A video surfaced on Twitter of a black SUV driving through a crowd of demonstrators at a protest for the death of George Floyd on Thursday night. In the video, the driver of the SUV turns into a crowded crosswalk. When the car exits the crosswalk, a pedestrian appears on the hood of the car as the driver attempts to speed off. After the pedestrian jumps off the hood of the car, the driver turns around to hit him with the SUV before reversing and speeding away. A number of protesters attempted to chase after the SUV, while others were recorded carrying signs that read “Black Lives Matter.” The video has been viewed over 2.6 million times.
In response to the video, Northern Colorado Community Mutual Aid and Defense tweeted two photos of the person they believe was driving the car.
The incident prompted numerous comments online, with some users claiming that the man on the hood of the car was damaging the driver’s property while others point out the driver went out of their way to hit the man after he had jumped down off the car.
It’s Unclear What Legal Action Will Be Taken Against the Driver
In Colorado, vehicular assault is defined as, “If a person operates or drives a motor vehicle in a reckless manner, and this conduct is the proximate cause of serious bodily injury to another, such person commits vehicular assault.” The legislation principally deals with driving under the influence. “Menacing” and “assault” laws in Colorado are much broader and can sometimes apply to incidents of aggressive driving or road rage, although the laws are often county-specific.
According to the Colorado Criminal Defense Blog, “assault charges are generally levied against individuals who intentionally or recklessly inflict bodily injury to another individual,” while, “menacing can, in layman’s terms, be described placing a fear of being assaulted in another person.” Menacing is a felony if the perpetrator uses a deadly weapon. Penalties include up to three years in prison and a fine of up to $100,000.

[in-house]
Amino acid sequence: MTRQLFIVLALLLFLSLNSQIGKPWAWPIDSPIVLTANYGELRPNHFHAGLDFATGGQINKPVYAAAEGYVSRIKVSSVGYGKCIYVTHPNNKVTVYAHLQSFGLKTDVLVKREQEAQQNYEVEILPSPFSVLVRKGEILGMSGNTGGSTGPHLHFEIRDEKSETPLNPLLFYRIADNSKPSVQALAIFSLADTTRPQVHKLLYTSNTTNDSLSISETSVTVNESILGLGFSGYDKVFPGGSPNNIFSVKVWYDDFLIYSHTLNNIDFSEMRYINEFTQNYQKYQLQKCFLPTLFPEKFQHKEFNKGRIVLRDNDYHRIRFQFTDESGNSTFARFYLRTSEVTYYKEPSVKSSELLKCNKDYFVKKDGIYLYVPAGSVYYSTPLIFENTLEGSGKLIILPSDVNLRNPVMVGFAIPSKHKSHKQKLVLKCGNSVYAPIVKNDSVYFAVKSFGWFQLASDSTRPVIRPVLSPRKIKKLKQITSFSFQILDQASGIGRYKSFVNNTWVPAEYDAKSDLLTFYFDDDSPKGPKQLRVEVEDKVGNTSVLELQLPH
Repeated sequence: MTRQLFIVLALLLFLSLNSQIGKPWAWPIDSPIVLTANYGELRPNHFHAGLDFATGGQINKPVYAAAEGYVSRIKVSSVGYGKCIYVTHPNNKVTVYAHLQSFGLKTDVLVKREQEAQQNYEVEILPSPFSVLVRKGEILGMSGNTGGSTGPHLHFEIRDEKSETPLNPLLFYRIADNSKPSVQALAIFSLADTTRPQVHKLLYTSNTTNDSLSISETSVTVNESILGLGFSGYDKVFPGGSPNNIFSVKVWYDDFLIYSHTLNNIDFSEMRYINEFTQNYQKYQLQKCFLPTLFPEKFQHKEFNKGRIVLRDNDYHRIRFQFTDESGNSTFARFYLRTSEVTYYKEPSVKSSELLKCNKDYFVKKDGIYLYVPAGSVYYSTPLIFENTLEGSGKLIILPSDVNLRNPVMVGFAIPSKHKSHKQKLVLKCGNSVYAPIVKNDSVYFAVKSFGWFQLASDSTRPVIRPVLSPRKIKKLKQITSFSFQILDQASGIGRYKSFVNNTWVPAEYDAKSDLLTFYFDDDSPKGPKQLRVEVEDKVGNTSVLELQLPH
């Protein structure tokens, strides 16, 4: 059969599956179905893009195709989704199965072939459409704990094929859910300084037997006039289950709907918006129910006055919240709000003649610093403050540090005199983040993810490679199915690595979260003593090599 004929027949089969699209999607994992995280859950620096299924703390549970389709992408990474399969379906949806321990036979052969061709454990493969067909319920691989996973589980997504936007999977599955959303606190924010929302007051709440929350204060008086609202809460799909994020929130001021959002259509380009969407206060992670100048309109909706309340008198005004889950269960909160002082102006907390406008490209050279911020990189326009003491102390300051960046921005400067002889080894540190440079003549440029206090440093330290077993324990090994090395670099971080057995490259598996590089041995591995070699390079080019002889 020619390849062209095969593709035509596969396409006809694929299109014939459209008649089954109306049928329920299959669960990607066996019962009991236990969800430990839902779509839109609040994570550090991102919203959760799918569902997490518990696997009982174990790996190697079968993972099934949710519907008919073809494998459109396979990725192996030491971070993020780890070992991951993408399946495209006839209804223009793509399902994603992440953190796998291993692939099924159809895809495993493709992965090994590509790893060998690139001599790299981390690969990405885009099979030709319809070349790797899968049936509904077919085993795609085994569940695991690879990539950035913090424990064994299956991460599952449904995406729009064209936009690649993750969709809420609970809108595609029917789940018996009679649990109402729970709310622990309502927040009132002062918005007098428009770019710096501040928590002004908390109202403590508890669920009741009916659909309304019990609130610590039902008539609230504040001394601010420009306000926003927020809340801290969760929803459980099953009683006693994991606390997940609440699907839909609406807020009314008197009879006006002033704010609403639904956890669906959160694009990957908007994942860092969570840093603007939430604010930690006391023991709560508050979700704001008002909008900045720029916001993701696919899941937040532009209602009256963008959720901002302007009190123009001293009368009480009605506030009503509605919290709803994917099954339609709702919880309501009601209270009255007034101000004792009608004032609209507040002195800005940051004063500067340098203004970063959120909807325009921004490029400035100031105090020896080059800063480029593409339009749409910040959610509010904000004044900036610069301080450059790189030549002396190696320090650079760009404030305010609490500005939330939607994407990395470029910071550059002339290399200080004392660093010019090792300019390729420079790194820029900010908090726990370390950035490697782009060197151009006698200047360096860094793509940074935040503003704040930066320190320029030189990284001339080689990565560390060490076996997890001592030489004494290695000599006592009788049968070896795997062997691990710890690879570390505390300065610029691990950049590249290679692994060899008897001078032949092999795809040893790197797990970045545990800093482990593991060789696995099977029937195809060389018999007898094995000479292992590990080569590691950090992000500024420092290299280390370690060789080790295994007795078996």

Tensions During the Rally Continued to Rise Despite Pleas from Public Officials for Peaceful Protest
In Colorado Governor Jared Polis’s response to the protest, he singled out the video, claiming he was “absolutely shocked.”
His statement was published in the Denver Post and reads:
Tonight is a very sad night for our state. While we are still uncovering all of the facts about what took place, a protest regarding the killing of George Floyd devolved into vandalism and violence, and I was absolutely shocked by video evidence of a motorist attempting to run over a protestor. Coloradans are better than this. I share the immense anguish we all feel about the unjust murder of George Floyd. But let me be clear, senseless violence will never be healed by more violence.
According to the Hill, tensions heated up between police and protesters as the day wore on. Around 5:30 p.m., witnesses say they heard six or seven gunshots near the Capitol, according to the Hill. According to the Denver Post, police say, “we do not at this point have any correlation to the protest or the protesters.”
“This evening, I joined protesters outside the Capitol in support of George Floyd who was murdered by the police in Minnesota,” State Rep. Leslie Herod wrote, adding, “Shots were fired into the peaceful protest. We will continue to make our voices heard and demand justice for Black communities. We will not be deterred by this unspeakable act of violence.”
According to the Hill, police fired tear gas and pepper spray at protesters around 9 p.m., and a few protesters were arrested, according to the Denver Post. The Hill also reported that protesters had blocked traffic near downtown Denver and some protesters smashed the windows of a Colorado State Patrol cruiser.
Denver Mayor Michael Hancock urged Coloradans to peacefully protest, writing, “We must not turn on one another. We must stand united. The men and women of the @DenverPolice Dept. are not the enemy. For the last three months as we have weathered the storm of this terrible pandemic, they have put their lives at great risk protecting all of us.”